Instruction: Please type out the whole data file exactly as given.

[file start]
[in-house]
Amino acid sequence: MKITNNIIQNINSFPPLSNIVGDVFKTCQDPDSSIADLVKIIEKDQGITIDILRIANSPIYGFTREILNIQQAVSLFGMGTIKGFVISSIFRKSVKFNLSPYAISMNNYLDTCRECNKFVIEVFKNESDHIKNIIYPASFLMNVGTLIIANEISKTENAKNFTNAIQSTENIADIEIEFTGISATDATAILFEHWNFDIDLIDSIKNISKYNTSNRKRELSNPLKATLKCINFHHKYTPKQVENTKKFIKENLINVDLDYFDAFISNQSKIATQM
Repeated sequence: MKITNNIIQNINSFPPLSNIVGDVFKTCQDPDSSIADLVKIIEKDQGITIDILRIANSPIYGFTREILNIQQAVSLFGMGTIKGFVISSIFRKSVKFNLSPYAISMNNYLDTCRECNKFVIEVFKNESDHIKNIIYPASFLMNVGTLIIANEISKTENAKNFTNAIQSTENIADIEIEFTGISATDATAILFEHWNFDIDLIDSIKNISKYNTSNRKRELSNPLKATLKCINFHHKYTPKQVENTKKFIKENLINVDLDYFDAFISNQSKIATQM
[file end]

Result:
[in-house]
Amino acid sequence: MKITNNIIQNINSFPPLSNIVGDVFKTCQDPDSSIADLVKIIEKDQGITIDILRIANSPIYGFTREILNIQQAVSLFGMGTIKGFVISSIFRKSVKFNLSPYAISMNNYLDTCRECNKFVIEVFKNESDHIKNIIYPASFLMNVGTLIIANEISKTENAKNFTNAIQSTENIADIEIEFTGISATDATAILFEHWNFDIDLIDSIKNISKYNTSNRKRELSNPLKATLKCINFHHKYTPKQVENTKKFIKENLINVDLDYFDAFISNQSKIATQM
Repeated sequence: MKITNNIIQNINSFPPLSNIVGDVFKTCQDPDSSIADLVKIIEKDQGITIDILRIANSPIYGFTREILNIQQAVSLFGMGTIKGFVISSIFRKSVKFNLSPYAISMNNYLDTCRECNKFVIEVFKNESDHIKNIIYPASFLMNVGTLIIANEISKTENAKNFTNAIQSTENIADIEIEFTGISATDATAILFEHWNFDIDLIDSIKNISKYNTSNRKRELSNPLKATLKCINFHHKYTPKQVENTKKFIKENLINVDLDYFDAFISNQSKIATQM